Linaker's first film was The Murder of Dr. Harrigan, made in 1936. According to the Internet Movie Database, Astor was supposed to play the lead but refused. As punishment, the studio forced her to play a supporting role in the film, and Linaker took her place as the lead. Phillips recalls:   


I probably would have died in the trenches if it hadn't been for Mary Astor. She decided that Ricardo Cortez, who was my leading man, was not going to get away with it. Ricardo Cortez was the romantic brunette type. He did things that -- you see, I knew nothing about motion pictures. Absolutely nothing! And the third day that I was on the picture, this beautiful readhead came in. She said hello to everybody, and they said hello back, and you knew that she knew these people. This was not a polite hello. And she came over and sat down and said, "Hello, I'm Mary Astor. I'll talk to you later." 


So the shot was called, and we started to do the shot. We got all through the scene, and all of a sudden she got a coughing fit. She apologized, and we started over again. And she got another coughing fit. And this time she got up, and walked up to Rick Cortez and said, "Rick, I'm going to be here every day, because this girl is working every day. I'm only here six days out of the shooting schedule, but I'm going to be here every day. And every time you get in her key light, every time you turn her back to the camera, I'm going to have a coughing fit."

He started to deny it, but she said, "Look, I've been told that she's a very nice girl. She knows how to act. She doesn't know her way out of a wet paper bag as far as pictures go. But I'm here to help her."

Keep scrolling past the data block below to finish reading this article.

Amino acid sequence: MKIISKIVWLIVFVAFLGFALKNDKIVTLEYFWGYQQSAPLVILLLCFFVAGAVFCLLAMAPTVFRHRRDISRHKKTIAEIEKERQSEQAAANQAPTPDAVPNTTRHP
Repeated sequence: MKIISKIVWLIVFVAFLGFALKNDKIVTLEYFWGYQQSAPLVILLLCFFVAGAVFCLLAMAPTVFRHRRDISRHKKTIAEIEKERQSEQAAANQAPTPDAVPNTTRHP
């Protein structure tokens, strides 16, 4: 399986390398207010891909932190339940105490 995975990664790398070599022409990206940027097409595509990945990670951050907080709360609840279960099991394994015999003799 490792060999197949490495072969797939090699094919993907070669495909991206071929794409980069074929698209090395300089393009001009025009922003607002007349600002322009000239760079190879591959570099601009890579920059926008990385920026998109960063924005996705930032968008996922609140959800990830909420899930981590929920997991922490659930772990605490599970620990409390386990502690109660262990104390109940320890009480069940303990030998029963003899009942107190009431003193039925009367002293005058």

From that time on, he did not get in my key light, he did not turn me around, and Mary came on the set every single day.  She took me to the rushes. She told me what not to do anymore. She taught me everything I knew about pictures. And she had been taken out of the part that I was playing as a disciplinary action!


(Of such things are Hollywood dreams made.) Absolutely.



Kay Linaker acted in dozens of movies. For the most part, she had lead roles in B pictures and supporting roles in larger films. She acted in seven Charlie Chan movies, "more than any other woman," she notes with pride. But her most lasting contribution as an actor was a very unusual one: she had a matchless ability to scream. Her screams are still used in TV and movie soundtracks. It never would have happened, if she hadn't been such a beginner when she arrived in Hollywood.  


You see, when I looked at the script, it said, "She falls down the stairs." So I fell down the stairs. I didn't know I was supposed to have a double.

And it says, "She screams," so I screamed.

And the sound man came to me afterward and said, "Oh, that scream was wonderful! Do you suppose maybe at lunchtime, you could give me some more?" And I said "Sure." I didn't realize that nobody else screamed. 


(What's the technique?) You use diaphragmatic control on breathing. So you take a breath, and then you think of what is supposed to be happening to make you scream, and you just open your mouth, and your head controls the noise. You are relaxed. 

I can scream loud enough to stop a stagecoach!


(Do you get residuals for the screams?) No, I don't, unfortunately.

(Do you recognize your screams in movies?) Yes. And they're still being used, because people can't scream. I had no trouble. No trouble at all. 


Indeed. During our 2001 interview at NHPR, I asked her to give me a sample. At the time, she was 88 years old, probably five feet tall, maybe a bit over 100 pounds; she looked like a perfectly harmless "little old lady." She moved her chair several feet from her microphone and let fly with an absolutely full-volume, blood-curdling scream that went on for about ten seconds. Yep, she still had it.